This news might be surprising to some, seeing as how the Chiefs committed a six-year, $63 million contract to Matt Cassel last season. But the feeling in Kansas City is that 2010 will be a make or break season for the 27-year-old Cassel, who struggled running Todd Haley’s offense last year.

Weis had a fair amount of success (at least statistically) with Clausen at Notre Dame, as the QB racked up 3,722 yards, 28 touchdowns and just four interceptions last season. If anything, Clausen could provide insurance in case Cassel struggles again.

The problem, however, is that GM Scott Pioli has already stated that the Chiefs aren’t in the market for a quarterback. And when the team is on the clock in the second round, it’ll be Pioli and not Weis that makes the final decision. Plus, let’s not forget that it was Pioli that orchestrated the trade to acquire Cassel from New England, so he’s going to give the former Patriot every opportunity to succeed before throwing another quarterback into the mix.

Schefter is always reliable with his information, so we’ll see what transpires tonight when Kansas City is on the clock.


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The Scores Report’s 2010 NFL Mock Draft

This is it – this one is for all the marbles. The two previous mock drafts I put together mean nothing, unless of course one of those is better than the one below. In that case, please consider that to be my final mock so I can save some face.

We’re just days away from the 2010 NFL Draft and as usual, the uncertainty surrounding which player will be drafted by which team is at an all-time high. Teams are sending out smokescreens, it’s hard to figure out which GM is telling the truth (probably roughly around none of them) and all the while, the media is trying to keep up with all the rumors.

But here it is – my final crack at predicting the first round. Feel free to share your opinions in the comments section, but remember that they’re only valid when you make predictions before the draft. Don’t be the tool that comes back here a week from now boasting that you knew that Team A would take Player X, or else you will be made fun of mercilessly by your peers.

Let the games begin and once again, Happy NFL Draft time fellow draftnits.

Originally posted: Monday, April 19

1. St. Louis Rams: Sam Bradford, QB, Oklahoma
Ndamukong Suh is the best player in the 2010 draft and if teams only drafted based on talent, then the Nebraska defensive tackle would be the first player selected in round one. But Suh plays a position that most teams can’t justify investing a truckload of guaranteed money in. That’s why Bradford will be the No. 1 pick, along with the fact that the Rams desperately need a quarterback to help revitalize their morbid franchise. I’ve never wavered with this pick – I’ve believed that Bradford was going to be the Rams’ selection at No. 1 all along. If they believe that he’s a franchise quarterback, then Suh and every other prospect in this draft becomes inconsequential in the Rams’ eyes. There’s no more important position on a football field than the one that lines up under center every week. Is taking a quarterback this high a risk? Absolutely. But at the end of the day, a franchise can’t function without a good QB. That’s why St. Louis won’t hesitate to take Bradford here.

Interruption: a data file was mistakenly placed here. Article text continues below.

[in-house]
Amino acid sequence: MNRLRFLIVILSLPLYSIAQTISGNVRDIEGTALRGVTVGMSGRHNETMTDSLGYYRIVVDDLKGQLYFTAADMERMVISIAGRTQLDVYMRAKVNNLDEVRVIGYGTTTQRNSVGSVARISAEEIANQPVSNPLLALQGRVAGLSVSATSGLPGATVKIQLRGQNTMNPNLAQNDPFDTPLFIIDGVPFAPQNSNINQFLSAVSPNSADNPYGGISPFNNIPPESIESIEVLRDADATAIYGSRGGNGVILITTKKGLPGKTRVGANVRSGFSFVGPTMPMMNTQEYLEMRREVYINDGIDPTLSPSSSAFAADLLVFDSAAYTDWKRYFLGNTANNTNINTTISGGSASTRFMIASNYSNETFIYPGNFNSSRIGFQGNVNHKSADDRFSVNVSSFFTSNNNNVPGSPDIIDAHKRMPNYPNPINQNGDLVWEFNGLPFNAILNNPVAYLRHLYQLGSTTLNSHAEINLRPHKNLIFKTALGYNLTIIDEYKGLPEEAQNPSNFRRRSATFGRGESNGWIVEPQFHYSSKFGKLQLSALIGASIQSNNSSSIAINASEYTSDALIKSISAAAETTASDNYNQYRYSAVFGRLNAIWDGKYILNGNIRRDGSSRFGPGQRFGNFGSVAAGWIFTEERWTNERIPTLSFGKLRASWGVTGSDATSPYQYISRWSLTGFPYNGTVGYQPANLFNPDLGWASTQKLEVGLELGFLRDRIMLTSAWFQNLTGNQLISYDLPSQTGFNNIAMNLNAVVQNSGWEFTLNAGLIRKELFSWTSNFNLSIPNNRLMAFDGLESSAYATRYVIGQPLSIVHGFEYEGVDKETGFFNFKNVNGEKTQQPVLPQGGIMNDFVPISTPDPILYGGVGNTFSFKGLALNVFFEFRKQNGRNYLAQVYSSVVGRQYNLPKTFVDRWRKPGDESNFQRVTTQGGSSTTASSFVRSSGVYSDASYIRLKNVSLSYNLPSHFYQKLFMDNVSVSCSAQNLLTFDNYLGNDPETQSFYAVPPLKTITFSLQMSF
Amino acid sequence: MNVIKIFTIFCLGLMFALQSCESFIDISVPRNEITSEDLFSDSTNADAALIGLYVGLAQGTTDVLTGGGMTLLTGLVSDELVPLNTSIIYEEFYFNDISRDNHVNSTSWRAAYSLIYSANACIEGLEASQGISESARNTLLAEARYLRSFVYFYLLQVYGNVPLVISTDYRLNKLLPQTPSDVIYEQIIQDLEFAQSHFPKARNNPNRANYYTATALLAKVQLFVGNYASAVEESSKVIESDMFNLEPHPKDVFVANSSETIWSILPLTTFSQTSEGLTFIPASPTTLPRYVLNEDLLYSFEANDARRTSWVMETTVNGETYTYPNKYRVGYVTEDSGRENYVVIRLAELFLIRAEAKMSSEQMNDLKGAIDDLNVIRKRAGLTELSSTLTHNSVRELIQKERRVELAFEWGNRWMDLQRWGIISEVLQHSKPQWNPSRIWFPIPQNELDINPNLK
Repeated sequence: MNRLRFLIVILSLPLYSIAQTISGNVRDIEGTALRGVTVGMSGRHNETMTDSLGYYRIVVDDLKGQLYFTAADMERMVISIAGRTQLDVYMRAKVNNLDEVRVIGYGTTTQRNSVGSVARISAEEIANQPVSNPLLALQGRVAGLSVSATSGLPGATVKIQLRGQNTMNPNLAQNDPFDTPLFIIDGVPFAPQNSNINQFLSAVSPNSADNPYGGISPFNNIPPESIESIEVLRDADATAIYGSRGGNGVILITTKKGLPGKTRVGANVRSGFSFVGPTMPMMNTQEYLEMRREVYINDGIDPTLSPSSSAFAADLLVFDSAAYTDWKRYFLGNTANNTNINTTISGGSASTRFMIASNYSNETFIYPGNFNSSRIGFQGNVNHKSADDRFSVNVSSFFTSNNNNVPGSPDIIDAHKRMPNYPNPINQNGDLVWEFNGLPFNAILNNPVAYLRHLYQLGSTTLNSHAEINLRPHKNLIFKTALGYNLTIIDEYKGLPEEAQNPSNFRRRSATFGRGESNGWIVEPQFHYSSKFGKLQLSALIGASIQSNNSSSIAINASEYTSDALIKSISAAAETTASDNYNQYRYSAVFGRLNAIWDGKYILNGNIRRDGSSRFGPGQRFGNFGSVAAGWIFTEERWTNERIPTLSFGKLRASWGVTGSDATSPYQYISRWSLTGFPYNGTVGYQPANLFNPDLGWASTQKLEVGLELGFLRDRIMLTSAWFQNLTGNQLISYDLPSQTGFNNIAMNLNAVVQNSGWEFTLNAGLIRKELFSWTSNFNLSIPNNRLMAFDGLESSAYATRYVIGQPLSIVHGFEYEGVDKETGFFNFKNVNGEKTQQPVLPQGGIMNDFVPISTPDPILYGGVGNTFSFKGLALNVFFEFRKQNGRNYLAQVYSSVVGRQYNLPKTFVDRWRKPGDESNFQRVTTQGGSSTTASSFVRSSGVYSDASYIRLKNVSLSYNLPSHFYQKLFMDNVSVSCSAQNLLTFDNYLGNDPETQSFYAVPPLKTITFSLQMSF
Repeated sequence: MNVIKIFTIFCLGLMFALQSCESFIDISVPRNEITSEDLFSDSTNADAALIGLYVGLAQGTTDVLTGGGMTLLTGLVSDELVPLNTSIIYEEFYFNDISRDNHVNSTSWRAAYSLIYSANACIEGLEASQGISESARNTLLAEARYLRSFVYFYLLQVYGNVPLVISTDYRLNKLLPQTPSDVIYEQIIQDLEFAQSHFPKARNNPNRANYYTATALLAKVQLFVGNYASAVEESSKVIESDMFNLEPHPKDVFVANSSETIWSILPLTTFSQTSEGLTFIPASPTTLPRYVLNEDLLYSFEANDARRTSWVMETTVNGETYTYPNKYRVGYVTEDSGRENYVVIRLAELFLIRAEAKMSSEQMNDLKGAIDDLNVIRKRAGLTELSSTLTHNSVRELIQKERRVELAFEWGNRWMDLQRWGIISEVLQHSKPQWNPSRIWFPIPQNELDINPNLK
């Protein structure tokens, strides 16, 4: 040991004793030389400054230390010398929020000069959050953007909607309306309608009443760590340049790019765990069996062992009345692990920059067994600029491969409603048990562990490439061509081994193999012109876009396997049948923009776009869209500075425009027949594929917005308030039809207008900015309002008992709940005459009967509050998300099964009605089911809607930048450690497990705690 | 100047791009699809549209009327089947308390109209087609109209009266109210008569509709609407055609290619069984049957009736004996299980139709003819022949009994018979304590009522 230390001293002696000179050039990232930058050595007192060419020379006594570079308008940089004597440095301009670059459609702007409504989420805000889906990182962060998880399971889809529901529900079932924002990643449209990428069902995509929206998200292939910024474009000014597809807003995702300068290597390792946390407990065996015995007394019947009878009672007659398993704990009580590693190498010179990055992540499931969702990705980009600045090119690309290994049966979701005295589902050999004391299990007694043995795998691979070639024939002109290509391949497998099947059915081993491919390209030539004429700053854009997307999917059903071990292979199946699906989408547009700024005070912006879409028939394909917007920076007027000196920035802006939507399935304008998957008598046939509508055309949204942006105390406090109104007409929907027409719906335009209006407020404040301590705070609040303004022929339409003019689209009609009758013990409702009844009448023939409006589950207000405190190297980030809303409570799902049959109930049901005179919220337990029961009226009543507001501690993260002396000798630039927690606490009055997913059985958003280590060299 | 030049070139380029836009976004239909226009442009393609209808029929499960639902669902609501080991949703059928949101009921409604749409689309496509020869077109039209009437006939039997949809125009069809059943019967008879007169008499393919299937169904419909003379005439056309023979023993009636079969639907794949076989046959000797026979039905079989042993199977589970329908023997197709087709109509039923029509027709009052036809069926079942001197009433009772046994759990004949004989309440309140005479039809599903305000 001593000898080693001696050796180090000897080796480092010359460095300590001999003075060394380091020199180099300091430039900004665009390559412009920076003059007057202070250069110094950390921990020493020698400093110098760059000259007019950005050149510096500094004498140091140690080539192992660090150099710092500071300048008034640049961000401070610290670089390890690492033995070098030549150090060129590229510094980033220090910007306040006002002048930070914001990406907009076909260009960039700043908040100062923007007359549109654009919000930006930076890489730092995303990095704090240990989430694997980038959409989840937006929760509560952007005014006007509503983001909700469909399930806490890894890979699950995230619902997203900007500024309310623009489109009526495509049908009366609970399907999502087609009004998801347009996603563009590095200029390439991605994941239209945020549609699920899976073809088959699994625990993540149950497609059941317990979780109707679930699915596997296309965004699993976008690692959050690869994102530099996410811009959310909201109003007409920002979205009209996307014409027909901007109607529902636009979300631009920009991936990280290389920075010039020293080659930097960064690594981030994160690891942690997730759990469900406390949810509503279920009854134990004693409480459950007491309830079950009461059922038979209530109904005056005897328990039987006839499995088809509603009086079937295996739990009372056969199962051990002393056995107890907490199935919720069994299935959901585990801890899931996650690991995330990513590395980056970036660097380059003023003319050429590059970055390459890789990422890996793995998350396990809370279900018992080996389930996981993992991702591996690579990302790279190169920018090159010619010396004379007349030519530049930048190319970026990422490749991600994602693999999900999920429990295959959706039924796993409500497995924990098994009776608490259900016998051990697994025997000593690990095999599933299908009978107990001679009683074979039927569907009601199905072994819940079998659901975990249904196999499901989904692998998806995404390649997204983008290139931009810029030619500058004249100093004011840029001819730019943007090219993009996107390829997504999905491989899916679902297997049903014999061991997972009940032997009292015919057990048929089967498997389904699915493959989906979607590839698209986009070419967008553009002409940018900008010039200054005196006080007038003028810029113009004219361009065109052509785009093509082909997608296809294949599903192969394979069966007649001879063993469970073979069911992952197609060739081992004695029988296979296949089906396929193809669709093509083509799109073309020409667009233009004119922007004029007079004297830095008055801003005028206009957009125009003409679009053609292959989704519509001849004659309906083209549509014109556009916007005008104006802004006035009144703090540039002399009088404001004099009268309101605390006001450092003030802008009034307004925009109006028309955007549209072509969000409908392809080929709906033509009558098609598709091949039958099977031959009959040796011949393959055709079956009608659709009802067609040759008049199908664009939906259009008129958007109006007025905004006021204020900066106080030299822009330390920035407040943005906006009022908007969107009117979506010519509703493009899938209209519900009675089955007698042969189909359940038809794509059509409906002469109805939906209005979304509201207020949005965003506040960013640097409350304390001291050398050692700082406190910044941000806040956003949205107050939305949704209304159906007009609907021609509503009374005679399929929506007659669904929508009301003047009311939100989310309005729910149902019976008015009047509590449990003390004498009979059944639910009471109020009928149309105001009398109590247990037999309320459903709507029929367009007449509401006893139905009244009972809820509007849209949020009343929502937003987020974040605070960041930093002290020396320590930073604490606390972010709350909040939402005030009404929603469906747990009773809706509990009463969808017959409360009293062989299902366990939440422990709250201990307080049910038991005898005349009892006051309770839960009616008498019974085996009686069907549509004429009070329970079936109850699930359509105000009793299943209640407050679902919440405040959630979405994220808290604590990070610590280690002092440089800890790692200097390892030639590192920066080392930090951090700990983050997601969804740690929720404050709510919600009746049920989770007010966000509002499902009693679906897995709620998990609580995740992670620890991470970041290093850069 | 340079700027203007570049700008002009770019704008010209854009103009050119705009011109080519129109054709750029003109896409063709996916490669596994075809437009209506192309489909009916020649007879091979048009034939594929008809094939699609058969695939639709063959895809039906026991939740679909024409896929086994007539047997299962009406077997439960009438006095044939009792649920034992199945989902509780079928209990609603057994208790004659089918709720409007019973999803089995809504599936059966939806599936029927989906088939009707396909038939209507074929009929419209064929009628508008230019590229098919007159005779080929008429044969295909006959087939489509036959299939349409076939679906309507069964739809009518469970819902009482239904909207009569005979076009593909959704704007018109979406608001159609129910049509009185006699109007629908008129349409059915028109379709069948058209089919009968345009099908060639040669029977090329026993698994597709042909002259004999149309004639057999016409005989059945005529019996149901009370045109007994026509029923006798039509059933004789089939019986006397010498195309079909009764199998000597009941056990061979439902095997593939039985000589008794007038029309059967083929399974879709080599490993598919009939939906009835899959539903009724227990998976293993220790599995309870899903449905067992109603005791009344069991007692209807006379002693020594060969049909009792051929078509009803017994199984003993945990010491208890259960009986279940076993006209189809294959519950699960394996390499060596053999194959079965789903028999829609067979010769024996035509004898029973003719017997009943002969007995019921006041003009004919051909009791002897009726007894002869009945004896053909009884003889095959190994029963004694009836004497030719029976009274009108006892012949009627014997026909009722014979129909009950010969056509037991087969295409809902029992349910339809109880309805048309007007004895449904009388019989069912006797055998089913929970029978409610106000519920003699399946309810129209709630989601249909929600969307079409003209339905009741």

2. Detroit Lions: Ndamukong Suh, DT, Nebraska
The Lions want everyone to believe that they’ll take an offensive tackle like Oklahoma State’s Russell Okung with this pick and they may very well might. But if Suh is still on the board when the Lions are on the clock in the first round, then they’d be nuts to pass on him. Suh is the best player in the draft on either side of the ball and could be the player current Lions (and former Titans’ DC) head coach Jim Schwartz builds his defense around, a la Albert Haynesworth in Tennessee.

3. Tampa Bay Buccaneers: Gerald McCoy, DT, Oklahoma
McCoy has kind of become the forgotten top 5 prospect in this draft because he’s overshadowed by Suh. But he’s a difference maker and a force against the run. If the Rams take Bradford at No. 1, one of the two defensive tackles will fall to Tampa here, which is exactly what it wants. The Bucs need an interior presence in the middle of their line that can be effective both against the run and pass. McCoy can potentially be that player.

4. Washington Redskins: Trent Williams, OT, Oklahoma
As long as Mike Shanahan’s claims that the Redskins will take a quarterback with this pick are untrue, then Williams could very well be the third Sooner to come off the board in the first four picks this year. Okung is regarded as the best offensive tackle in the draft, but Williams is a better fit for Washington’s new zone-blocking scheme, making him the choice here. He’s an excellent all-around blocker and has the potential to immediately fill the void left by Chris Samuels on the Redskins’ O-line.